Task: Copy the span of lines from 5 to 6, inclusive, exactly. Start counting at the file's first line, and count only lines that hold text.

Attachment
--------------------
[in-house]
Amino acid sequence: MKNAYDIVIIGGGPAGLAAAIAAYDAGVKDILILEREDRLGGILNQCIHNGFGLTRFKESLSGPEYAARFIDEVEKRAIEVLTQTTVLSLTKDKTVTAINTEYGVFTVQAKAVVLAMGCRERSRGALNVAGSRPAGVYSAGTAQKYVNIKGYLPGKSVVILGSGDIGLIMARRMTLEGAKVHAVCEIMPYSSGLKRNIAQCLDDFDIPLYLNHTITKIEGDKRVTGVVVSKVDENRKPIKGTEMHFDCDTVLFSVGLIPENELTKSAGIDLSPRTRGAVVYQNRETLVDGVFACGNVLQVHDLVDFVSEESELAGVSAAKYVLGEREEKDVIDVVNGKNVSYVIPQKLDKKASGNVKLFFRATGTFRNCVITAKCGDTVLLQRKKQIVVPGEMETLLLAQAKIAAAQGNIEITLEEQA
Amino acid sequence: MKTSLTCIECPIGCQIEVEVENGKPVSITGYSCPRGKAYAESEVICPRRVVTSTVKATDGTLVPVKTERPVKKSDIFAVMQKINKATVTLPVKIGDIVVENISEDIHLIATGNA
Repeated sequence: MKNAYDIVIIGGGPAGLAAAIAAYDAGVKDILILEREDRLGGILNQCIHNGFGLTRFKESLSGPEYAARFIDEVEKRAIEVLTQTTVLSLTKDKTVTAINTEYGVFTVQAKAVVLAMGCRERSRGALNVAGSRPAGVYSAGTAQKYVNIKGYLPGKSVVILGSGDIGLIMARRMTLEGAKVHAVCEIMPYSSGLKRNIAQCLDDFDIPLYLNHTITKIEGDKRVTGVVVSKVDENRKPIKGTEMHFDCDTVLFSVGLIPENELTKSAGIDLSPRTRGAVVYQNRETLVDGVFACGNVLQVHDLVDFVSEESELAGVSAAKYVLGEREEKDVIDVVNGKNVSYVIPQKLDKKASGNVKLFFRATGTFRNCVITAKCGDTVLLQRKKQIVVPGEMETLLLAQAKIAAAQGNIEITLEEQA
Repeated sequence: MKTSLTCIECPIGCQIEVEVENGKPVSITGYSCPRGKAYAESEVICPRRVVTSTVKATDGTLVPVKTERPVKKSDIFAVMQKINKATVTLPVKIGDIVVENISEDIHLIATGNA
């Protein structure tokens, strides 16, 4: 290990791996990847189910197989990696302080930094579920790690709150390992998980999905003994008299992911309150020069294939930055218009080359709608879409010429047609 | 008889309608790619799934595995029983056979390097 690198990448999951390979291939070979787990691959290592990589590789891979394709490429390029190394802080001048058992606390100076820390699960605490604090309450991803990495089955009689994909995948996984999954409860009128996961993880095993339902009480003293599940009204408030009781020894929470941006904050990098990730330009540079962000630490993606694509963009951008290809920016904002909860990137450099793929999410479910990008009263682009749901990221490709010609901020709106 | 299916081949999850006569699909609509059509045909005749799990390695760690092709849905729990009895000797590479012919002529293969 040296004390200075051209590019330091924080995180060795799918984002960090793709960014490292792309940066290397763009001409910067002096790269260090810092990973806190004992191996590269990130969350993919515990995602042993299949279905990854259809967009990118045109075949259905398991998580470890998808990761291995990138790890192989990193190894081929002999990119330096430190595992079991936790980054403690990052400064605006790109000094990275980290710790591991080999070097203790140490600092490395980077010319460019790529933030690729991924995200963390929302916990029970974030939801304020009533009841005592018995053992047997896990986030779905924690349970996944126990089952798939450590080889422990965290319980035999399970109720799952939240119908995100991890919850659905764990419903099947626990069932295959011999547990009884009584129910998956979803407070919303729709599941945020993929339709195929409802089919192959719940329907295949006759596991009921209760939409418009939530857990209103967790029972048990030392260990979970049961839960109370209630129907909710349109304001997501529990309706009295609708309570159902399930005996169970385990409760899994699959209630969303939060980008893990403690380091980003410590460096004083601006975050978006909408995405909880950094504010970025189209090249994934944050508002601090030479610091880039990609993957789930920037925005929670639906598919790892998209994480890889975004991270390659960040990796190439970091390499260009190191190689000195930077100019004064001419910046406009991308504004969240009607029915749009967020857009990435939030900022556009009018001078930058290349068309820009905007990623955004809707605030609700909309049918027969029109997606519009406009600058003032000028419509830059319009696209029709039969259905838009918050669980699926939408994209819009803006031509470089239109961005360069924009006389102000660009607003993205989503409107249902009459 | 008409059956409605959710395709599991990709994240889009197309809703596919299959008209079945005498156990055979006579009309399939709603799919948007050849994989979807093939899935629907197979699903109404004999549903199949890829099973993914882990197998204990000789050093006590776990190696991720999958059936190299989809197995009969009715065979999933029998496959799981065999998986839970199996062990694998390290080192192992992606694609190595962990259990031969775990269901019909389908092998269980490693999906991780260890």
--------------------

Repeated sequence: MKTSLTCIECPIGCQIEVEVENGKPVSITGYSCPRGKAYAESEVICPRRVVTSTVKATDGTLVPVKTERPVKKSDIFAVMQKINKATVTLPVKIGDIVVENISEDIHLIATGNA
């Protein structure tokens, strides 16, 4: 290990791996990847189910197989990696302080930094579920790690709150390992998980999905003994008299992911309150020069294939930055218009080359709608879409010429047609 | 008889309608790619799934595995029983056979390097 690198990448999951390979291939070979787990691959290592990589590789891979394709490429390029190394802080001048058992606390100076820390699960605490604090309450991803990495089955009689994909995948996984999954409860009128996961993880095993339902009480003293599940009204408030009781020894929470941006904050990098990730330009540079962000630490993606694509963009951008290809920016904002909860990137450099793929999410479910990008009263682009749901990221490709010609901020709106 | 299916081949999850006569699909609509059509045909005749799990390695760690092709849905729990009895000797590479012919002529293969 040296004390200075051209590019330091924080995180060795799918984002960090793709960014490292792309940066290397763009001409910067002096790269260090810092990973806190004992191996590269990130969350993919515990995602042993299949279905990854259809967009990118045109075949259905398991998580470890998808990761291995990138790890192989990193190894081929002999990119330096430190595992079991936790980054403690990052400064605006790109000094990275980290710790591991080999070097203790140490600092490395980077010319460019790529933030690729991924995200963390929302916990029970974030939801304020009533009841005592018995053992047997896990986030779905924690349970996944126990089952798939450590080889422990965290319980035999399970109720799952939240119908995100991890919850659905764990419903099947626990069932295959011999547990009884009584129910998956979803407070919303729709599941945020993929339709195929409802089919192959719940329907295949006759596991009921209760939409418009939530857990209103967790029972048990030392260990979970049961839960109370209630129907909710349109304001997501529990309706009295609708309570159902399930005996169970385990409760899994699959209630969303939060980008893990403690380091980003410590460096004083601006975050978006909408995405909880950094504010970025189209090249994934944050508002601090030479610091880039990609993957789930920037925005929670639906598919790892998209994480890889975004991270390659960040990796190439970091390499260009190191190689000195930077100019004064001419910046406009991308504004969240009607029915749009967020857009990435939030900022556009009018001078930058290349068309820009905007990623955004809707605030609700909309049918027969029109997606519009406009600058003032000028419509830059319009696209029709039969259905838009918050669980699926939408994209819009803006031509470089239109961005360069924009006389102000660009607003993205989503409107249902009459 | 008409059956409605959710395709599991990709994240889009197309809703596919299959008209079945005498156990055979006579009309399939709603799919948007050849994989979807093939899935629907197979699903109404004999549903199949890829099973993914882990197998204990000789050093006590776990190696991720999958059936190299989809197995009969009715065979999933029998496959799981065999998986839970199996062990694998390290080192192992992606694609190595962990259990031969775990269901019909389908092998269980490693999906991780260890």